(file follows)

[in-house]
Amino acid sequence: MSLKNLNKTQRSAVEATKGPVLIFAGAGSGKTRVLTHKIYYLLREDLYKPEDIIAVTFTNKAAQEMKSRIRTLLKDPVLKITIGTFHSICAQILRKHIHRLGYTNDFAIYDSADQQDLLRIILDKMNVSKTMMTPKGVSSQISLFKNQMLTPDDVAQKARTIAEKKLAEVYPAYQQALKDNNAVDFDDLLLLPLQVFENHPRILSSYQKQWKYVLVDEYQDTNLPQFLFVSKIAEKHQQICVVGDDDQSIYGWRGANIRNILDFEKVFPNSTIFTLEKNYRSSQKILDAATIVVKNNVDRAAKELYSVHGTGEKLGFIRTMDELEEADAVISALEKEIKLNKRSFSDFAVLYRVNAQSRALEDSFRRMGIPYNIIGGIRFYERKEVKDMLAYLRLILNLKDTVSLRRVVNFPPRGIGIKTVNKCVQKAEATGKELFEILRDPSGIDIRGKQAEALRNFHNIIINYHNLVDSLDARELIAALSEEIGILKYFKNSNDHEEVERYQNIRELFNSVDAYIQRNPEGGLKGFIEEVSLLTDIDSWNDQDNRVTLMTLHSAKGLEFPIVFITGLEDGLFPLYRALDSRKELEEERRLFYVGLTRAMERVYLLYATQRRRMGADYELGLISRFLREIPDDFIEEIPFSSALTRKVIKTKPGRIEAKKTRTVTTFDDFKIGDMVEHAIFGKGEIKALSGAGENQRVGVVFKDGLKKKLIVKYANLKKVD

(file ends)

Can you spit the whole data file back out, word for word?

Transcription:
[in-house]
Amino acid sequence: MSLKNLNKTQRSAVEATKGPVLIFAGAGSGKTRVLTHKIYYLLREDLYKPEDIIAVTFTNKAAQEMKSRIRTLLKDPVLKITIGTFHSICAQILRKHIHRLGYTNDFAIYDSADQQDLLRIILDKMNVSKTMMTPKGVSSQISLFKNQMLTPDDVAQKARTIAEKKLAEVYPAYQQALKDNNAVDFDDLLLLPLQVFENHPRILSSYQKQWKYVLVDEYQDTNLPQFLFVSKIAEKHQQICVVGDDDQSIYGWRGANIRNILDFEKVFPNSTIFTLEKNYRSSQKILDAATIVVKNNVDRAAKELYSVHGTGEKLGFIRTMDELEEADAVISALEKEIKLNKRSFSDFAVLYRVNAQSRALEDSFRRMGIPYNIIGGIRFYERKEVKDMLAYLRLILNLKDTVSLRRVVNFPPRGIGIKTVNKCVQKAEATGKELFEILRDPSGIDIRGKQAEALRNFHNIIINYHNLVDSLDARELIAALSEEIGILKYFKNSNDHEEVERYQNIRELFNSVDAYIQRNPEGGLKGFIEEVSLLTDIDSWNDQDNRVTLMTLHSAKGLEFPIVFITGLEDGLFPLYRALDSRKELEEERRLFYVGLTRAMERVYLLYATQRRRMGADYELGLISRFLREIPDDFIEEIPFSSALTRKVIKTKPGRIEAKKTRTVTTFDDFKIGDMVEHAIFGKGEIKALSGAGENQRVGVVFKDGLKKKLIVKYANLKKVD